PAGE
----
Misuse of prescription drugs, alcohol and recreational drug use is a growing new normal, not just in Jobstown, but across the country, say campaign organisers who are calling for the national drugs strategy to catch up.
Community groups in Jobstown, West Tallaght unveiled a new, brave campaign today called Be Smart Be Safe to support families to “get tuned in and to be more aware” of the prevalence and risks of polydrug use. It was launched by Katherine Zappone, Minister for Children and Youth Affairs.
Be Smart Be Safe is one of the first campaigns to look beyond illicit or illegal drug use. It is a response to the reality that the drugs landscape in Jobstown, and in communities throughout the country, has changed immeasurably. People today are rarely using one drug but are mixing cocktails of substances, often without recognising it or realising the risks.
Its core message is that those most influenced by alcohol and substance use – illegal and legal – are the children and early teens watching on.
The campaign organisers called for an urgent review of the national drugs strategy to catch up with the reality of polydrug use in communities and to re-orient its focus on the vital role of local-based drug supports to work with families, children and people at risk.
The campaign came about following research by Ámarach Research on behalf of local drug support group JADD (Jobstown Assisting Drug Dependency). It found that while the majority of parents within the survey (355) were aware of the prevalence of drugs, they didn’t know how to deal with it, where to go for advice or how to talk about it.
Shane Hamilton, Co-ordinator of JADD, said that people often did not recognise their own relationships with substances – including legal or prescription.
“People are often taking a combination of substances without seeing them as harmful or unusual,” he said. “It might be pink gin, a sleeping tablet and a joint every now and then. You don’t see yourself as a drug user. It’s just normal, something you do at the weekend.”
“The people who are absorbing our behaviour most are our kids,” he continued. “Everything our children learn about alcohol and drugs, they learn it from us first. We are encouraging people to be smart – take an honest look around their homes, to reflect on their own relationship with substances and, importantly, to get equipped to know how to talk openly to their kids, so they can keep them smart and safe.”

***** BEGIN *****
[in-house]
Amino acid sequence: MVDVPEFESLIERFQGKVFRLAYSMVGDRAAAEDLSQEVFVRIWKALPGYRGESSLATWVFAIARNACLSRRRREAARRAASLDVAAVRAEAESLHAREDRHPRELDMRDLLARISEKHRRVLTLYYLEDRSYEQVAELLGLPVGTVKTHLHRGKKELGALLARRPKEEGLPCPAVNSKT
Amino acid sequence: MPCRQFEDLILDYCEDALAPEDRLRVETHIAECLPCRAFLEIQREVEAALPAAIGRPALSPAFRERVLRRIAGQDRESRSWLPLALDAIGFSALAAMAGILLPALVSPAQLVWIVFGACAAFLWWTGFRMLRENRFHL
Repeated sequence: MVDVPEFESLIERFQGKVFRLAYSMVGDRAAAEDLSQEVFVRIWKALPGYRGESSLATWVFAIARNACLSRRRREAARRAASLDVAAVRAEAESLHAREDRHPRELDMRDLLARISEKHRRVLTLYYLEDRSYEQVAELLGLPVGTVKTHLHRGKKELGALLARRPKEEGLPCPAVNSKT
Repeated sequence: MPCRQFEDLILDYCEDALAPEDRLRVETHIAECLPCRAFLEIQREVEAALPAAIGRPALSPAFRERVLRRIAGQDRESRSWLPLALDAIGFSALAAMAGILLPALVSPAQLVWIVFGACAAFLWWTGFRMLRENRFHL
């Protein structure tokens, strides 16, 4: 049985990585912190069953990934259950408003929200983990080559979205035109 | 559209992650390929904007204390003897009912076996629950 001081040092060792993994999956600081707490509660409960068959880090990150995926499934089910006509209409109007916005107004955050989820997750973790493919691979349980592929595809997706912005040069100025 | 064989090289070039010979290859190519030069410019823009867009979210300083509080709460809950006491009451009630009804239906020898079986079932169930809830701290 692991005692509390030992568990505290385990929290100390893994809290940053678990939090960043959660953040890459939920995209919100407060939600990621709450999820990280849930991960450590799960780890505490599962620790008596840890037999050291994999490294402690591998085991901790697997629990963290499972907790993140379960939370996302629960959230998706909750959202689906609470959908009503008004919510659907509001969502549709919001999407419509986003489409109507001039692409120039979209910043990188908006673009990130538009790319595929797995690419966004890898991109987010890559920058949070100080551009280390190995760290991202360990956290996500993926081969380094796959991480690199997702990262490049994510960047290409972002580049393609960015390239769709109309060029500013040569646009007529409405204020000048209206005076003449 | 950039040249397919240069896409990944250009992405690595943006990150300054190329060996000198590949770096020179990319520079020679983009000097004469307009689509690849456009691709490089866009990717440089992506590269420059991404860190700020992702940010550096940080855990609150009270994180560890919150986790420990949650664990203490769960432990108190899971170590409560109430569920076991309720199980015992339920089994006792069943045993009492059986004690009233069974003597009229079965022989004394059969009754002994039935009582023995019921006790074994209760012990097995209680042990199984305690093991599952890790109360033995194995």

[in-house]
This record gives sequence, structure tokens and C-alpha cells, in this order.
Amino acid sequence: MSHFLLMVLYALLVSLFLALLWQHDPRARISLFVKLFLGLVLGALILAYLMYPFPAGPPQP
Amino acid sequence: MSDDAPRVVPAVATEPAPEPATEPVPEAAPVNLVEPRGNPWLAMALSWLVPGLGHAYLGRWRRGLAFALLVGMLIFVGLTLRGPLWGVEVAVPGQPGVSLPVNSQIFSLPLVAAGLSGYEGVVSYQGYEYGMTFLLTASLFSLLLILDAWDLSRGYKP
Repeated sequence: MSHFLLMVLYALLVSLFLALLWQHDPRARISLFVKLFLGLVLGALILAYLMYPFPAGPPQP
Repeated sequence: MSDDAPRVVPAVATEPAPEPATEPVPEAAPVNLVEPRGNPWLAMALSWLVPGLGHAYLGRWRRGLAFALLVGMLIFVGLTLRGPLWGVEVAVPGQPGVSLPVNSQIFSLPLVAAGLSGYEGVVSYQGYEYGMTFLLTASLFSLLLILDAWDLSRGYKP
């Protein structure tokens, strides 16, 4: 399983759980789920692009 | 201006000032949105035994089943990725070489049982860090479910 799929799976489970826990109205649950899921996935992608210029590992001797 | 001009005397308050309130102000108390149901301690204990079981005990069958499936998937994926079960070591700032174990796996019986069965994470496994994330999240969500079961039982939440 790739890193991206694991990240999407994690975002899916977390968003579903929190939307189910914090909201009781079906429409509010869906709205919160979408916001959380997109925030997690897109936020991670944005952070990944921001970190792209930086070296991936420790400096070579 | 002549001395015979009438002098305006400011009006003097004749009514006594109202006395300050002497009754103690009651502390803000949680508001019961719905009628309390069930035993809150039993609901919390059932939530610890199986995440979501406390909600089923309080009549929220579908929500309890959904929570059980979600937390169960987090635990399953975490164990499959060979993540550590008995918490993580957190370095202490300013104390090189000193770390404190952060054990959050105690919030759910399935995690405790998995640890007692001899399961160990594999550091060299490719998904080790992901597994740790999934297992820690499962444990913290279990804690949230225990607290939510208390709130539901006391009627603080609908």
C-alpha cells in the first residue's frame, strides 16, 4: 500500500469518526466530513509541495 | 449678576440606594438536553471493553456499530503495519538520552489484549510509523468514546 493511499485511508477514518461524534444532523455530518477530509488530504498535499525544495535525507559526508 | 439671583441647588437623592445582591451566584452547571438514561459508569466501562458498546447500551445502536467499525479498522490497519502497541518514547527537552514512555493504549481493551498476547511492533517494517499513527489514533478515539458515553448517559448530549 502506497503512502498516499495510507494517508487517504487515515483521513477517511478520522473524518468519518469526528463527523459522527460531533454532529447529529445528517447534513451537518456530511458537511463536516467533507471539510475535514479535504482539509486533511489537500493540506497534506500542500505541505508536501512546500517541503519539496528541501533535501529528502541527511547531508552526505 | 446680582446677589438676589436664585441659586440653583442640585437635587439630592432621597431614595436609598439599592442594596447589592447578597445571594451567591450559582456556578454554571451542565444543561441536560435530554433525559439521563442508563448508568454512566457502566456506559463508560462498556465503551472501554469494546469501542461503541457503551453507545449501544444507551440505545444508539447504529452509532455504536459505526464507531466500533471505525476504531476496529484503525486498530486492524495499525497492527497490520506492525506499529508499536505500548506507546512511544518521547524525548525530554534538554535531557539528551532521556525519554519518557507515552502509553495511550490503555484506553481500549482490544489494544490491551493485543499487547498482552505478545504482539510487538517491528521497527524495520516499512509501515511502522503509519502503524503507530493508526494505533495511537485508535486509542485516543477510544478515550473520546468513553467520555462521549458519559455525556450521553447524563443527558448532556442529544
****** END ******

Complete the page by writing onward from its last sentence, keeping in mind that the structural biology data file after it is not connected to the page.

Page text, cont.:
JADD statistics for 2018 underpin this picture of increasing polydrug use. They show that 73% of those who used their services presented as polydrug users, in comparison to just under 15% who presented as single drug users. In addition, 53% of JADD’s clients reported problematic prescription drug use.
Hamilton also said that the way in which people are accessing drugs now using digital and social media is also increasing the hidden harm of polydrug use.
“We have situations – and this is not unique to Jobstown – where people are getting daily texts on ‘special offers’ on drugs available,” he explained. “People can buy counterfeit prescription drugs on Facebook. It’s so much easier to use a mix of drugs without going to the street. And this is putting people at huge hidden health risk.”
Sarah Cummins, Project Leader at Barnardos Lorien Project in Tallaght, a Family Support Service that works primarily with parents with problematic substance difficulties, said that parental substance misuse is recognised as an adverse childhood experience or trauma. In their work, they see the impact that parental drug and alcohol misuse has on children.
“Children often know more about what is happening at home than we would like to think” she said. Some children will try hard every day at school to be ‘normal’ and try not draw attention to themselves. We know that children love their parents and do not want to get their parents into trouble. This is what makes it difficult for children to talk about what is going on at home. We ensure children are safe, and support them to understand and to talk about themselves, their families and their worries as well as supporting their parents to understand what their needs are.”
“Often, when parents come to us for support because they are worried about their child’s behaviour and want help to manage it. They haven’t yet made the connection between their substance misuse and their children’s behaviours. But they are inherently related. When the substance difficulty is addressed and parents are stable or are in recovery we see positive changes with children’s behaviour, emotional well-being, their confidence, happiness, self-esteem.”
Information for parents and families is available on the new website BeSmartBeSafe.ie
For more information contact:
Edel Hackett, Tel: 087-293 5207
Note to editors
Be Smart Be Safe is supported by JADD, Barnardos, Tallaght Drug and Alcohol Task Force, The Tallaght Echo, Tusla and other local organisations and businesses.
JADD (Jobstown Assisting Drug Dependency) is a community drugs support organistion. It was established initially in 1996 in response to the serious development of heroin use in the community. Today it is focused on the new epidemic of polydrug use.